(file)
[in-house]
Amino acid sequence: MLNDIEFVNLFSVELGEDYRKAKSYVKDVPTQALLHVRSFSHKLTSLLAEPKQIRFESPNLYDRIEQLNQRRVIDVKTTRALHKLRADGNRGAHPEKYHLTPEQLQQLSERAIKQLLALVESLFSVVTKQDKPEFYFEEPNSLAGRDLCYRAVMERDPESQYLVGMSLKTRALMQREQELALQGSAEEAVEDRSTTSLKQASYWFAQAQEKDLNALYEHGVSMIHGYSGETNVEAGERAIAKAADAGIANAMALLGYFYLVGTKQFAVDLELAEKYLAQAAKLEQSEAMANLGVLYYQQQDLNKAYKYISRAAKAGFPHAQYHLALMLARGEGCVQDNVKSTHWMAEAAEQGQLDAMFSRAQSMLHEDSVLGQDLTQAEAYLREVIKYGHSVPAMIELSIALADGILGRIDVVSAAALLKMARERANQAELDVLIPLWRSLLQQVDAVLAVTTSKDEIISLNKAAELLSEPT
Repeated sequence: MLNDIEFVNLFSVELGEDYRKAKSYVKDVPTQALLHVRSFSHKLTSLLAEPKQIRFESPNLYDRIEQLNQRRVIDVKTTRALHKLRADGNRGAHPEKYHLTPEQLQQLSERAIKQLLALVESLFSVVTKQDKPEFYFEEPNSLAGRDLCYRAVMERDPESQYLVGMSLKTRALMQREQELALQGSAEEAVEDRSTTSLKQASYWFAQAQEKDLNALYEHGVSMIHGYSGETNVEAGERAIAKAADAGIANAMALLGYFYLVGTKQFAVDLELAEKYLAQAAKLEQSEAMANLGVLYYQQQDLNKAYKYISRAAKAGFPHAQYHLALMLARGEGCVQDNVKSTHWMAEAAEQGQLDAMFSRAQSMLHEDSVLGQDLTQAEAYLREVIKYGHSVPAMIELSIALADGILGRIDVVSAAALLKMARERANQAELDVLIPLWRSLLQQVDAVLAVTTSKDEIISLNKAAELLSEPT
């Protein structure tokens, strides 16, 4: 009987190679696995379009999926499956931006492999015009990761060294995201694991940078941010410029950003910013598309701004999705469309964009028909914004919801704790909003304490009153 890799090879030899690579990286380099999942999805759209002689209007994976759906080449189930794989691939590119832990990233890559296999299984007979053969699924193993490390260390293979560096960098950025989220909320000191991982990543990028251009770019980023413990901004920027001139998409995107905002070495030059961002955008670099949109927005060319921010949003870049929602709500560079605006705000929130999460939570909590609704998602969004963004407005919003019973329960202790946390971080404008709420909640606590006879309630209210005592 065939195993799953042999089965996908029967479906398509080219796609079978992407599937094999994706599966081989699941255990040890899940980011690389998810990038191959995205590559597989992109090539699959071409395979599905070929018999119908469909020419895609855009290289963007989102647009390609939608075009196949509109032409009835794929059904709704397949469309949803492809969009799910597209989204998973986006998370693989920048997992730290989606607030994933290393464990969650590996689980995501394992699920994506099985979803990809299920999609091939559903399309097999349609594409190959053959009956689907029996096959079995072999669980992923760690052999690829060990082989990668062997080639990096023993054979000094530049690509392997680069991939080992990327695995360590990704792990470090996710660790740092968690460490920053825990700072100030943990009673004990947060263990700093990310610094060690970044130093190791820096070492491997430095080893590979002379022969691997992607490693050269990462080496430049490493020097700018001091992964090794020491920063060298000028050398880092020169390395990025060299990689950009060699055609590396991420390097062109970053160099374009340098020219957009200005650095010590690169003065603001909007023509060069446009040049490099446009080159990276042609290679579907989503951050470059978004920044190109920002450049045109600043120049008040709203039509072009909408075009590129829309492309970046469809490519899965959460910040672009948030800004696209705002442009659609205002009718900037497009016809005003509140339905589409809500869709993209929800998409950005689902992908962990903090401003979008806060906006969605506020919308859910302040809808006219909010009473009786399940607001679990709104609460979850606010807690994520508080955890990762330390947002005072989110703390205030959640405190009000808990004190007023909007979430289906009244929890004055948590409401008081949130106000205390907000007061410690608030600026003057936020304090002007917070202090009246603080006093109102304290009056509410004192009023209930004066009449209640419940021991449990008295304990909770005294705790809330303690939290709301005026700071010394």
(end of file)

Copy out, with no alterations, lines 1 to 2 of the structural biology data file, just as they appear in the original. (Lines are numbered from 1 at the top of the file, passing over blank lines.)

[in-house]
Amino acid sequence: MLNDIEFVNLFSVELGEDYRKAKSYVKDVPTQALLHVRSFSHKLTSLLAEPKQIRFESPNLYDRIEQLNQRRVIDVKTTRALHKLRADGNRGAHPEKYHLTPEQLQQLSERAIKQLLALVESLFSVVTKQDKPEFYFEEPNSLAGRDLCYRAVMERDPESQYLVGMSLKTRALMQREQELALQGSAEEAVEDRSTTSLKQASYWFAQAQEKDLNALYEHGVSMIHGYSGETNVEAGERAIAKAADAGIANAMALLGYFYLVGTKQFAVDLELAEKYLAQAAKLEQSEAMANLGVLYYQQQDLNKAYKYISRAAKAGFPHAQYHLALMLARGEGCVQDNVKSTHWMAEAAEQGQLDAMFSRAQSMLHEDSVLGQDLTQAEAYLREVIKYGHSVPAMIELSIALADGILGRIDVVSAAALLKMARERANQAELDVLIPLWRSLLQQVDAVLAVTTSKDEIISLNKAAELLSEPT